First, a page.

Rather quickly we were over my father’s parents’ home and circled their neighborhood and then the pilot flew back toward the Farm Show and turned to fly over my favorite road in the county.

Benbrook Road is a crazy combination of hills and bends and driving it feels about like riding a roller coaster. It was a childhood thrill to ride down Benbrook Road and it also made me sick every single time. I had a love/hate relationship with Benbrook Road.

Then we flew over old Mr. Henricks’ farm. I knew him from his friendship with my Papa. They bailed hay together, and I often saw Mr. Henricks on his tractor driving down my Papa’s driveway. I had been inside the cinder block butcher shop on Mr. Henrick’s place and seen just what happened to cattle when they left the farm in a trailer.

Then, we headed to Papa’s.

Aerial photo of Papa’s farm that hangs in the author’s home.

Papa’s farm was my favorite place. It was settled at the base of a hill with a spring fed pond and stream running along the front. The long sloping gravel driveway, edged with hay and corn fields, dipped down over the trickling stream to the large yard that surrounded the farmhouse. That long slope ended at a hedge of old-fashioned roses the scent of which was even more stunning than the height and length of the thing. If you turned and went a bit farther, you would come to the barn.

Like many Pennsylvania barns, Papa’s had two stories and was backed into a hill. The dusky lower level with its low ceiling held any and every ancient farm thing all coated in a layer of dust and cobwebs. A single pack of Papa’s cigarettes sat on a floor joist there. The upper level held larger items and old tractor implements, and near to the ceiling high stacks of hay where the farm cats liked to hide their kittens. That barn served as an escape: a castle, a small town, a wild outpost, a magnificent mansion, or whatever else I needed it to be. Even as a teen, when my imagination became filled with angst, the haystacks became a quiet place I could flee to whenever we visited.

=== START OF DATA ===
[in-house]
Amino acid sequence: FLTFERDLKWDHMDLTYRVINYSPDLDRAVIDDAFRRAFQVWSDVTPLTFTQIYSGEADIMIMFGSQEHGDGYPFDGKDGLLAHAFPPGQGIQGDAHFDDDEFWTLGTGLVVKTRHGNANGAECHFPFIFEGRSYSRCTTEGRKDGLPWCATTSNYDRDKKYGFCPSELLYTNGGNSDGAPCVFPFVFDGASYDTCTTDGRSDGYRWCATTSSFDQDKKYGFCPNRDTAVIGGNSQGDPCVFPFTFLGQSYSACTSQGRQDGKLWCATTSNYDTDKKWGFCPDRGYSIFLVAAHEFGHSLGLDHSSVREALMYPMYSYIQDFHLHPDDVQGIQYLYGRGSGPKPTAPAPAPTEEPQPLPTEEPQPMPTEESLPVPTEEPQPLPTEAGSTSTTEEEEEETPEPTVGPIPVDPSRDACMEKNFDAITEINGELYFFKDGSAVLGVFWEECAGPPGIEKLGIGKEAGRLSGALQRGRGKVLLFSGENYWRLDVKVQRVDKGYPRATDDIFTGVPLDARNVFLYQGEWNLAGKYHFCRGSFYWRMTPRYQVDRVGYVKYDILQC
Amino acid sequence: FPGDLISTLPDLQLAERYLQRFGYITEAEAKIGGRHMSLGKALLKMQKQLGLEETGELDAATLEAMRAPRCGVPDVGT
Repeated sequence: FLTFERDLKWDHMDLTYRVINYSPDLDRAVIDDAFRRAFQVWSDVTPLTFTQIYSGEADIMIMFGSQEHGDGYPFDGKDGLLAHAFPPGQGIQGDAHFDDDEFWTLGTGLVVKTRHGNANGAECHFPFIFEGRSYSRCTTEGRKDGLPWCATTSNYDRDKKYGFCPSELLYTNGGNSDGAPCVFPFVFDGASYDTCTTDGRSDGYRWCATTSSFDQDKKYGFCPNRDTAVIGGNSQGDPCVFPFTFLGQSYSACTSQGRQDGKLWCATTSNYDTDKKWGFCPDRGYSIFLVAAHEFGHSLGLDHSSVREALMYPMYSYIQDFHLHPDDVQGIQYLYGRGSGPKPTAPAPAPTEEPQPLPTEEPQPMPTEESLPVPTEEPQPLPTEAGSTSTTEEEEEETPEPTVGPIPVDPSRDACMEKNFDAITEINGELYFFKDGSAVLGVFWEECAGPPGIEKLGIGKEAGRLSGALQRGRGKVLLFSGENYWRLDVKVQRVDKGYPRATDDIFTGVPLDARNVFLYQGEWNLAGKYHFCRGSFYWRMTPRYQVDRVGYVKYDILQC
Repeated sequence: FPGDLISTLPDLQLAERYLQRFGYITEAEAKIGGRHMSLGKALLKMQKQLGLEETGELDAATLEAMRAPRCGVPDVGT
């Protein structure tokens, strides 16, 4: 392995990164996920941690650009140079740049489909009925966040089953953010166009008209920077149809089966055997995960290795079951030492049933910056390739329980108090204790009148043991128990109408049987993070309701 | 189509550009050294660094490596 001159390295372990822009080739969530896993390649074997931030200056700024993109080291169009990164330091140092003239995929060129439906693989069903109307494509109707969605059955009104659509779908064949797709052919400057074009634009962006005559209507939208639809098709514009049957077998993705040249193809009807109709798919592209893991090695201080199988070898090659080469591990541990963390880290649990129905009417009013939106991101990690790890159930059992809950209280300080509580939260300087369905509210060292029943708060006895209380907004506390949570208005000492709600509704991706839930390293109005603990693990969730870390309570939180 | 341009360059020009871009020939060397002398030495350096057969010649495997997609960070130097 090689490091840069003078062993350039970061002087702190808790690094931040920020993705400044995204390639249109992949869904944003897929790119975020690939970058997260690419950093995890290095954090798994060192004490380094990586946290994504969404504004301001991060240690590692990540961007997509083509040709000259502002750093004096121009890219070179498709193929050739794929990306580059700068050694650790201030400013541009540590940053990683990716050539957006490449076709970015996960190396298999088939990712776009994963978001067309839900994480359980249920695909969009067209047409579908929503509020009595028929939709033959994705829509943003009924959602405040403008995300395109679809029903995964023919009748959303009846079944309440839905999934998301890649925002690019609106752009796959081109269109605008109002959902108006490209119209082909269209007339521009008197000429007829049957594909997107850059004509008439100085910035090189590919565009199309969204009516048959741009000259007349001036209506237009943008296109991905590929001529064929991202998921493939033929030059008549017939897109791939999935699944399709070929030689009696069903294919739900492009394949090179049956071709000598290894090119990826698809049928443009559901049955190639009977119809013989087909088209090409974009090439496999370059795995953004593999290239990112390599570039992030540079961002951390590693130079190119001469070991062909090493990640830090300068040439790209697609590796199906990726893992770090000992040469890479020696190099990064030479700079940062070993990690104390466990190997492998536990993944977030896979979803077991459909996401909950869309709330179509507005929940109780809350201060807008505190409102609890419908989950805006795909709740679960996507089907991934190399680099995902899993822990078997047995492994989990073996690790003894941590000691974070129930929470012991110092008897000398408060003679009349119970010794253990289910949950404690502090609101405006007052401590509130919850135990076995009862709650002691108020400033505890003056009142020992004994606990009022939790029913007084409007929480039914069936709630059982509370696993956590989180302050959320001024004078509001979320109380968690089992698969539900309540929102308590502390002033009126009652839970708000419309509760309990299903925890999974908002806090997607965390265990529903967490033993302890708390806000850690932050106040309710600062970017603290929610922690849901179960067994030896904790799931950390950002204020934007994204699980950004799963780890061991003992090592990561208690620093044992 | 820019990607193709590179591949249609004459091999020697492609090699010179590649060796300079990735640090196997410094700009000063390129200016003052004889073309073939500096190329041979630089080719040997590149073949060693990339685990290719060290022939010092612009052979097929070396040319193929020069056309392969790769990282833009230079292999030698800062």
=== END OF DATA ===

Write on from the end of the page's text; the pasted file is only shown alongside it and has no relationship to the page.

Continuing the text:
In that barn, childhood wonders were stored. And the Cub lawn tractor – I spent many an imaginary summer mile driving – was displaced each fall when papa would press their apples and a barrel would go in the lawn tractor’s spot. The sweet and tang and spice of that cider, that foamed from the barrel tap straight into a jelly jar, has left me just slightly dissatisfied with all others.

That barn and the farm it sat on were a whole world to my small child mind. When I wasn’t there, I wanted to be.

From the sky that day the view was so different. The farm looked like a plastic toy set. As we circled above the tiny miniatures, I noticed my Papa in the garden and there was G’ma at the clothesline. They were even smaller – like little ants. And they must have known that we’d be coming because they waved. And as quickly as we arrived, we flew away again. And I watched it all disappear in the distance.

Former Evangelical homeschool mom and one-time missionary and pastor’s wife, Stephanie Logan, aka Snicklefritz, writes from her life story and four decades of experience in the evangelical movement. Her views and stories are her own.